Grade repetition

Grade repetition

Publisher: IIEP
Serie: Education Policy Series
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“Grade repetition” (sometimes referred to as “grade retention”) occurs when students are held in the same
grade for an extra year rather than being promoted to a higher grade along with their age peers. In some school
systems grade repetition is seen as a valid corrective action that should be taken in cases of academic failure.
In other school systems grade repetition is not permitted, and instead the policy for all pupils is “social promotion”
whereby students pass automatically to the next grade with their peers and – if required – receive remedial
academic assistance. The booklet takes a close look at the issues surrounding the implementation and effects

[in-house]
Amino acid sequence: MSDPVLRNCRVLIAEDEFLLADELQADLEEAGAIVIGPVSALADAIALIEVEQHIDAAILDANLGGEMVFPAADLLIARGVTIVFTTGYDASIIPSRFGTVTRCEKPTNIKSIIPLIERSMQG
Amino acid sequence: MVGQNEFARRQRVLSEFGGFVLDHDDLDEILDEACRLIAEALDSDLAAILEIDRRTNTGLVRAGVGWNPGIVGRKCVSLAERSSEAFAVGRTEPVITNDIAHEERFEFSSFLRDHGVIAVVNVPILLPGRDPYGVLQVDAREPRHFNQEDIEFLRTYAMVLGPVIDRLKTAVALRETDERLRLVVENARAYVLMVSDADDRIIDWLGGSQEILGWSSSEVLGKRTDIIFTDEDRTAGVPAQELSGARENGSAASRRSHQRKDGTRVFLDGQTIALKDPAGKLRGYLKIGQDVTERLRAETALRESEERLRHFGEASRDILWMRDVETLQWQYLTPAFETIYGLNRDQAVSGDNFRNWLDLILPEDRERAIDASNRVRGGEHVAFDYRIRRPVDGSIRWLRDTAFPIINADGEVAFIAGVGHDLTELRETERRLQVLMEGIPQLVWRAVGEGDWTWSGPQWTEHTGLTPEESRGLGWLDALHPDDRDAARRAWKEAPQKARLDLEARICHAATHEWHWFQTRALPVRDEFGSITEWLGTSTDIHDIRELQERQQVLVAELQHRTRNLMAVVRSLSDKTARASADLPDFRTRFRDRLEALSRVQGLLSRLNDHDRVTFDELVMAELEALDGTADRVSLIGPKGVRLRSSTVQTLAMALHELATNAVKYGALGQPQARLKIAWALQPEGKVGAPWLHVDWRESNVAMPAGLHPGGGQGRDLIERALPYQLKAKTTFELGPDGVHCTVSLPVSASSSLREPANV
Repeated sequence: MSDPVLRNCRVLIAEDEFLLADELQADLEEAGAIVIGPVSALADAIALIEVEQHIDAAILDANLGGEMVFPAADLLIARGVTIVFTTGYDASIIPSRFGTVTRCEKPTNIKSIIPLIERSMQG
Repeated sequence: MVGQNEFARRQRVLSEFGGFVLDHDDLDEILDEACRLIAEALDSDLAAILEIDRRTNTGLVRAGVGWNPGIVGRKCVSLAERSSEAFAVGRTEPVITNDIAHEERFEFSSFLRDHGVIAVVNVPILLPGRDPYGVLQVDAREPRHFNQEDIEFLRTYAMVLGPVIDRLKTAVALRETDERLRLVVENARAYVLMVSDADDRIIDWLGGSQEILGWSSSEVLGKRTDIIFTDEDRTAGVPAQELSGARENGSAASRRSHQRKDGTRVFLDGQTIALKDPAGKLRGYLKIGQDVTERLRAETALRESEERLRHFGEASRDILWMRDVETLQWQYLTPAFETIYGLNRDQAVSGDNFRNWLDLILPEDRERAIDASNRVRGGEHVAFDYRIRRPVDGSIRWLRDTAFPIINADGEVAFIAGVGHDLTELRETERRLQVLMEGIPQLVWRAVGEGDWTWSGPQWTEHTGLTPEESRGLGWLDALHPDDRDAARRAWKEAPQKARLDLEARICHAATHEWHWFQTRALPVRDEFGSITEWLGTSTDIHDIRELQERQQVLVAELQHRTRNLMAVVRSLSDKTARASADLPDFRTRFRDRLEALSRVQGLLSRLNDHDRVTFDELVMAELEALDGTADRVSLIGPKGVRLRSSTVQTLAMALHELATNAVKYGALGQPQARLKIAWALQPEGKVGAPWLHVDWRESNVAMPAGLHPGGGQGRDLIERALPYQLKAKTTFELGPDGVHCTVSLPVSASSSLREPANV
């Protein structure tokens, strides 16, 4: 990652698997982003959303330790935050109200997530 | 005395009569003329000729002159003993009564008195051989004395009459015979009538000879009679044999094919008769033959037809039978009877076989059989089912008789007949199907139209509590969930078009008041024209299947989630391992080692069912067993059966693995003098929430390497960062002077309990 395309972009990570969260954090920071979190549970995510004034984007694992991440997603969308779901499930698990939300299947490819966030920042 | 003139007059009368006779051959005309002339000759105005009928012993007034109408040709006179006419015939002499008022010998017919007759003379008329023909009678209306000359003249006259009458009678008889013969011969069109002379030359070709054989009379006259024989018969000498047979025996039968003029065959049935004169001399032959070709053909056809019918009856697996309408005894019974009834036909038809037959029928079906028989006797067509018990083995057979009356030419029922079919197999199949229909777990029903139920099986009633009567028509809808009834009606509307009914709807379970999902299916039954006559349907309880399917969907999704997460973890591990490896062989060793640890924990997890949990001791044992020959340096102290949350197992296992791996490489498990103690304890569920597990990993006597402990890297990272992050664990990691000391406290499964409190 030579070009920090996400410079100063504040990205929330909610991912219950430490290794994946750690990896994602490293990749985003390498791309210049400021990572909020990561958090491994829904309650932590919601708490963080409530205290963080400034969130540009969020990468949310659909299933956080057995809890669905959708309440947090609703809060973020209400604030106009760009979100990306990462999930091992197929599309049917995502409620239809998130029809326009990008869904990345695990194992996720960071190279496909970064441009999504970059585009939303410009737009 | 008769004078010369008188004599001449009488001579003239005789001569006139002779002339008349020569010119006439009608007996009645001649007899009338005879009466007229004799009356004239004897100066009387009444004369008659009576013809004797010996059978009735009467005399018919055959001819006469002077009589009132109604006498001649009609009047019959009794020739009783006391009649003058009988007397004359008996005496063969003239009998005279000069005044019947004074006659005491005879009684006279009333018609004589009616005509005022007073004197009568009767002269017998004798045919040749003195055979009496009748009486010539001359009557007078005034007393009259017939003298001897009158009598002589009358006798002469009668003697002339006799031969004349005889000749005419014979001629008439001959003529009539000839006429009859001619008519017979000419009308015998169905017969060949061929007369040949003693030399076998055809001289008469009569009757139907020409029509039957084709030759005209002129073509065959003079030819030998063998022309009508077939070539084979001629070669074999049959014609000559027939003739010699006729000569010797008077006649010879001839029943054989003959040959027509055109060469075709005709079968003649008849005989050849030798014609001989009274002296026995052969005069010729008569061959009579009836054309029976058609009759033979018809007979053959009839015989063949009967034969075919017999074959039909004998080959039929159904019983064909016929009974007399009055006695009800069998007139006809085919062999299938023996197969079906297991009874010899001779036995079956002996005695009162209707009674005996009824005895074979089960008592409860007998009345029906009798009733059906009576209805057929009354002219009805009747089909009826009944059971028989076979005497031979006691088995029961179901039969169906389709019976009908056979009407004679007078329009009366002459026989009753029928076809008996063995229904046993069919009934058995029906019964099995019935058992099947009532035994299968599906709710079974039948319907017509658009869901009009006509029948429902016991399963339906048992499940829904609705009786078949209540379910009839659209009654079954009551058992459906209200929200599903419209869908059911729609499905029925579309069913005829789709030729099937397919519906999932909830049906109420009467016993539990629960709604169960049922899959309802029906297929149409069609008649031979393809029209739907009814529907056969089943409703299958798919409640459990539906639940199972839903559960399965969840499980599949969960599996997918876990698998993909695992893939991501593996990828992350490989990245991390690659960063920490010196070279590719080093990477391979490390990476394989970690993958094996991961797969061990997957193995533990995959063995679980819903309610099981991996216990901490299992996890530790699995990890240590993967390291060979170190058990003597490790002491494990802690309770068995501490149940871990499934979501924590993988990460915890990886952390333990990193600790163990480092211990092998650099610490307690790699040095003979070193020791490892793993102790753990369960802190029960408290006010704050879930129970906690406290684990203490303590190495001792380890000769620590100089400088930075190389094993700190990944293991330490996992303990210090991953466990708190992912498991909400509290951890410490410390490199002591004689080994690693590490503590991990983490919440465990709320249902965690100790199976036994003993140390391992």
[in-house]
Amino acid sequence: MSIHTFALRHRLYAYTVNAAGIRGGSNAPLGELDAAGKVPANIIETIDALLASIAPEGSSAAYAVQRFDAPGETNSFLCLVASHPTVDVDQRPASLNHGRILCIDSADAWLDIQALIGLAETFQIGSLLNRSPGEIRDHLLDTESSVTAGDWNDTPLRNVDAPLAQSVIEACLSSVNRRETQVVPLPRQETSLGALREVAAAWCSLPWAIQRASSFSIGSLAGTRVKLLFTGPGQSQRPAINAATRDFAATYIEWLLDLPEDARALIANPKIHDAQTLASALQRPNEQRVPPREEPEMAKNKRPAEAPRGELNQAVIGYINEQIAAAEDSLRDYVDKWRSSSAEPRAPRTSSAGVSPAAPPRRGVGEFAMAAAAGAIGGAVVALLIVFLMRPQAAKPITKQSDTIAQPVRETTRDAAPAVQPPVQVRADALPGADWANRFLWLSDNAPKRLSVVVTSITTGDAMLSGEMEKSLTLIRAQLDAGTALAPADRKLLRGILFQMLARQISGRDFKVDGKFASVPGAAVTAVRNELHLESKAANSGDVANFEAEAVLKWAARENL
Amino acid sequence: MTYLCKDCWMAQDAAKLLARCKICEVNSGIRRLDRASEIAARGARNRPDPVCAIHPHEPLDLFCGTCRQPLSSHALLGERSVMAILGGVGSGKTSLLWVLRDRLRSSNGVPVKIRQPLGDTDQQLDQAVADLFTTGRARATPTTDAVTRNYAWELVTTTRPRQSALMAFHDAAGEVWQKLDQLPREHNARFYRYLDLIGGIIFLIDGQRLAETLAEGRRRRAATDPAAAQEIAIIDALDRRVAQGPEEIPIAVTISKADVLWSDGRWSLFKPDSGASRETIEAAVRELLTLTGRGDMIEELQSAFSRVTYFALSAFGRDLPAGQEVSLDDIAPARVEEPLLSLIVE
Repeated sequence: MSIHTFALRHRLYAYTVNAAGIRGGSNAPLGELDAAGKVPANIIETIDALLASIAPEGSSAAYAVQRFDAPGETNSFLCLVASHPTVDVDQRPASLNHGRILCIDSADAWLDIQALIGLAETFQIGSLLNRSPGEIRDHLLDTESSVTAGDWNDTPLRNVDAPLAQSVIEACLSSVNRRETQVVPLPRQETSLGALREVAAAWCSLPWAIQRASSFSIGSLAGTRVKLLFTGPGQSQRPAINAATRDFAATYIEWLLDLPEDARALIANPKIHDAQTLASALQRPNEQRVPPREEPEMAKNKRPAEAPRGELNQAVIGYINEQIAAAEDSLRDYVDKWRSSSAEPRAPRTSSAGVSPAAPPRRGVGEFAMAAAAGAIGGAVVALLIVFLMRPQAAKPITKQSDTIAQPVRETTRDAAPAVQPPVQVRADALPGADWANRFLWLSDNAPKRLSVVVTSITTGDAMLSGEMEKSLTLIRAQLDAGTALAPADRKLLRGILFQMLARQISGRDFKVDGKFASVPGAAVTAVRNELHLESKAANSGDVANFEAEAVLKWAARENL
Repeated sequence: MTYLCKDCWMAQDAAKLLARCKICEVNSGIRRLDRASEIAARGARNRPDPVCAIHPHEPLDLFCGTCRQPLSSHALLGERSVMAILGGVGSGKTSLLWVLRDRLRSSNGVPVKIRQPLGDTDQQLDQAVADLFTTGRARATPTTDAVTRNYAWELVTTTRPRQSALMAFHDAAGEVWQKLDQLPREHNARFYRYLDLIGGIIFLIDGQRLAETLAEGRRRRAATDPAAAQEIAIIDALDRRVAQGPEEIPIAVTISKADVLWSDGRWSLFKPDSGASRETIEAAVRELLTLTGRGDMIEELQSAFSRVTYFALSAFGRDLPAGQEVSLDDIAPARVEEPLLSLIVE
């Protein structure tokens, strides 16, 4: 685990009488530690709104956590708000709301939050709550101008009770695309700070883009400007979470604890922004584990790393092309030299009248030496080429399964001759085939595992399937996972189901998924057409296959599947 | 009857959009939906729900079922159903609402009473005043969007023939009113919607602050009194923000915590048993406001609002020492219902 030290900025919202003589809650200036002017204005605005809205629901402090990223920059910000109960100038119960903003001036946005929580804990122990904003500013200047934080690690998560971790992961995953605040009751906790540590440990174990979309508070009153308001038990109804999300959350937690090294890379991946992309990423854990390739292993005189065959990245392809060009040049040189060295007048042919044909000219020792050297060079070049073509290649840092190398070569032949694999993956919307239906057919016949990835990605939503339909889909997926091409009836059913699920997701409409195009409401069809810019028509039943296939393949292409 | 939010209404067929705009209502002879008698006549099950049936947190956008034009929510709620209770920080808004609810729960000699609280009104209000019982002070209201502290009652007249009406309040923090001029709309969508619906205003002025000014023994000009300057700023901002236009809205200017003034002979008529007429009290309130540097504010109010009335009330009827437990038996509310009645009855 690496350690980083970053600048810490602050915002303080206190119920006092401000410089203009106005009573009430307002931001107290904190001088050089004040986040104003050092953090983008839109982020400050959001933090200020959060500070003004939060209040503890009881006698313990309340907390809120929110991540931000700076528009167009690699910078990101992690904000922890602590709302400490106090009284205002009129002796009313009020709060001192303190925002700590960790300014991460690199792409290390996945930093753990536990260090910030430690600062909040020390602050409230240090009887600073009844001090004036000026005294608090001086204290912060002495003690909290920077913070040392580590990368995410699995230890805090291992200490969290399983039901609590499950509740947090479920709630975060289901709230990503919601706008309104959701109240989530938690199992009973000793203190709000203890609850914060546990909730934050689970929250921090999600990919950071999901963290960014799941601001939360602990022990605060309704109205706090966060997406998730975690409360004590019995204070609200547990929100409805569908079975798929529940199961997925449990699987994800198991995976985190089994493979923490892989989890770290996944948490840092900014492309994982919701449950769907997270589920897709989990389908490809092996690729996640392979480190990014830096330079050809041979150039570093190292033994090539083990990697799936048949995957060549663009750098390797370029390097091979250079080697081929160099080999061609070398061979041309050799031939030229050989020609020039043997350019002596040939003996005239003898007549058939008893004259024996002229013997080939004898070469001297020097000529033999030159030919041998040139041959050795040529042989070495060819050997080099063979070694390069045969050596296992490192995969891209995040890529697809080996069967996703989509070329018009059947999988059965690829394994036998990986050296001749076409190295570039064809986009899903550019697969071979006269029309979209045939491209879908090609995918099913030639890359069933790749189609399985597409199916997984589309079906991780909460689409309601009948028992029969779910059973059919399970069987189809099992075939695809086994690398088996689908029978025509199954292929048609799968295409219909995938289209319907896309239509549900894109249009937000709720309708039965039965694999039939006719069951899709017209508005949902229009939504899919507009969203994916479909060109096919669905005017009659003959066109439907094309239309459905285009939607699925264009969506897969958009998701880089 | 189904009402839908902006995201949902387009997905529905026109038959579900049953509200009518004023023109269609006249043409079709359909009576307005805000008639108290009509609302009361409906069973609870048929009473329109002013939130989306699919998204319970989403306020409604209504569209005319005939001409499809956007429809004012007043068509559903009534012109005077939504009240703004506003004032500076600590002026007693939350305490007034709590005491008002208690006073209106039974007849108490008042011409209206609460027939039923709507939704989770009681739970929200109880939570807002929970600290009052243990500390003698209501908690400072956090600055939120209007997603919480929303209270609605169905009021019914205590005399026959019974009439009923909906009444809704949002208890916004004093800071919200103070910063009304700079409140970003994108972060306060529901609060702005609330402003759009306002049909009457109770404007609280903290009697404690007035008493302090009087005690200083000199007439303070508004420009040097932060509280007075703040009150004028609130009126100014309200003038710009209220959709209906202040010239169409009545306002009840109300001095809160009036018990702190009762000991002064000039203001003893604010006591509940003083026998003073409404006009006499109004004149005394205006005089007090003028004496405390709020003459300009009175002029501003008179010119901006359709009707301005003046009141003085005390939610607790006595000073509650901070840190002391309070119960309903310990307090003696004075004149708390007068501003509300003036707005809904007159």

of grade repetition. This analysis commences with an examination of the fi ve major reasons for the decision to
repeat and the sources of that decision (students, families, and schools). The author also points out that the reasons
for applying grade repetition often differ across developed and developing countries.
The booklet then moves on to examine the effects of grade repetition along three important dimensions:
(a) the effects on academic achievement – where research has indicated short-term gains and long-term problems
because grade-repeaters eventually fall further behind; (b) the effects on student self-esteem, peer relationships,
and attitudes towards school – with negative outcomes in these areas leading to increased risks of dropping out;
and (c) the effects on school operations – whereby high levels of grade repetition can lead to increased class sizes
and classroom management problems (due to large age differences among pupils in the same classroom).
The overall conclusions of the booklet suggest that that the application of grade repetition brings extra costs and
long-term negative academic and social consequences.
Authors Brophy, Jere
ISBN 92-803-1297-9
Date of publication 2006
Number of pages 33 p.

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